| The Khampti Dance
The Kamptis, who are Buddhists, have many dance-dramas through which they
unfold some stories or depict mythical events bearing ethical lessons.
These dramas are generally staged during the religious festivals of Potwah,
Sankian or Khamsang, constituting the entertainment part of the festivals.
The dance is called ka
and the dance-drama
is called kapung (ka-dance; pung-story) and actually means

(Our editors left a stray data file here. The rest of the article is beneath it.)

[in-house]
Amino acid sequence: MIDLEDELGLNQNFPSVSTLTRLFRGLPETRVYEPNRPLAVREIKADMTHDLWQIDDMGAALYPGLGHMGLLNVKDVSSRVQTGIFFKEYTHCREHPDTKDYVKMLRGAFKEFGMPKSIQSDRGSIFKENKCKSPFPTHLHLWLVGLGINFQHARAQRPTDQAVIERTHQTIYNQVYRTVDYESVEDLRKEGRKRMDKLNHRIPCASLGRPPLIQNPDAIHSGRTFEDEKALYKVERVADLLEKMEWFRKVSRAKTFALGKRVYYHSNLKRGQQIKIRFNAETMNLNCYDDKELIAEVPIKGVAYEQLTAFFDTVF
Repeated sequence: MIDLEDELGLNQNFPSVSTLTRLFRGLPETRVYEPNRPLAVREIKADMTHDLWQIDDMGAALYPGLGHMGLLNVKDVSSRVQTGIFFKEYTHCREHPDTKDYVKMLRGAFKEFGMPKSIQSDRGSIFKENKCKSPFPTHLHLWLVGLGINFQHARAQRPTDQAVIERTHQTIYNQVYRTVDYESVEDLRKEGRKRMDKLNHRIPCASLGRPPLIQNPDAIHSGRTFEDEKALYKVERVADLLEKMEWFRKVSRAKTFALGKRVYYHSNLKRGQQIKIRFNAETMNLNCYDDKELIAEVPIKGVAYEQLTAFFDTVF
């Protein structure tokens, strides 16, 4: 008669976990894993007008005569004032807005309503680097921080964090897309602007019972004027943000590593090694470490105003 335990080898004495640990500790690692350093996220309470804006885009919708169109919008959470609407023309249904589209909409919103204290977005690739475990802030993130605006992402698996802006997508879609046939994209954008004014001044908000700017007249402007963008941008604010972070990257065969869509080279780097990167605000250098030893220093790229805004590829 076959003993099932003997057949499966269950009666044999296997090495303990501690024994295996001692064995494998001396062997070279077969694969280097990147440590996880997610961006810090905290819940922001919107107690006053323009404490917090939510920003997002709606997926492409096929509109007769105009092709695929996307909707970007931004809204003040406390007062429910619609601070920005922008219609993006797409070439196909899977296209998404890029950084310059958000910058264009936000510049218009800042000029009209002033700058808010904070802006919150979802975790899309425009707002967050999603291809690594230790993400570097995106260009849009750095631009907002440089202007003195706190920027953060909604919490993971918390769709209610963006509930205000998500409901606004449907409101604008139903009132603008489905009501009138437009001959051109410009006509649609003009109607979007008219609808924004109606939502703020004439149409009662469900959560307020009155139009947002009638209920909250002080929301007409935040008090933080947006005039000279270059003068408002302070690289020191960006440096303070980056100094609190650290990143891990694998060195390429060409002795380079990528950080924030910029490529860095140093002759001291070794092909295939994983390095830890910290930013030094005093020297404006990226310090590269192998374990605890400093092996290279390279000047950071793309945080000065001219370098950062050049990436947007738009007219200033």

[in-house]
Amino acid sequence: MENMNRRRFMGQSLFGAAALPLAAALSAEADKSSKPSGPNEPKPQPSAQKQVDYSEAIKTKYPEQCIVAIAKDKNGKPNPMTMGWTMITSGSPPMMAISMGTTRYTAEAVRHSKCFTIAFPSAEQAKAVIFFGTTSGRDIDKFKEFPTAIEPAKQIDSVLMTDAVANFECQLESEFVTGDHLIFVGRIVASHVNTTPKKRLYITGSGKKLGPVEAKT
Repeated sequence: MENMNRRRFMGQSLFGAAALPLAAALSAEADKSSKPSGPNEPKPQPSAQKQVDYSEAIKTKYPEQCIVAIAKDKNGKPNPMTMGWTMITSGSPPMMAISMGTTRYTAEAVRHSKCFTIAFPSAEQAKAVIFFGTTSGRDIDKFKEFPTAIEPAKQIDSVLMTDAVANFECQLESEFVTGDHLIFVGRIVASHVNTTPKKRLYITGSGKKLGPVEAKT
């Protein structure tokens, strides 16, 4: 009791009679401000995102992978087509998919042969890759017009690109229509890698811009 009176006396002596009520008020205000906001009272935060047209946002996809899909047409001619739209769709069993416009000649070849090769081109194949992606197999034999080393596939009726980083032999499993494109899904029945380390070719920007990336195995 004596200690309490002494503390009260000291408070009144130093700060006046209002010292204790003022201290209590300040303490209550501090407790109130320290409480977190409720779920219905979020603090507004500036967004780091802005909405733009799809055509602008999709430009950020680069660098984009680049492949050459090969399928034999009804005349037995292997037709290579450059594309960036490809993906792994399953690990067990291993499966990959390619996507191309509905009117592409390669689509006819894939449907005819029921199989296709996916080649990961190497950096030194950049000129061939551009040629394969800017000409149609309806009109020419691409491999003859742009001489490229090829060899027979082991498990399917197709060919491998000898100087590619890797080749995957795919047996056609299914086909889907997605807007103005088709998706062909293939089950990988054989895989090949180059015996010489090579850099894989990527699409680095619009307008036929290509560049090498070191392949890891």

a story depicted through the dance. The rehearsal of a drama starts about
one month before a festival. This may be done in the monastery or in any
house of their choice. The well-to-do-villagers invite the drama-party
when the drama is staged in the front courtyard or in some suitable open
space near their house. Women do not take part in the drama. The female
role, if any, is played by a man in woman's costume. After the performances,
the party is given a remuneration of seven, fourteen, twenty-eight or
forty-two rupees-always an amount divisible by seven. They purchase with
this money the costumes and masks used in the dramas. The surpluses, if
any, is shared by the members of the drama party.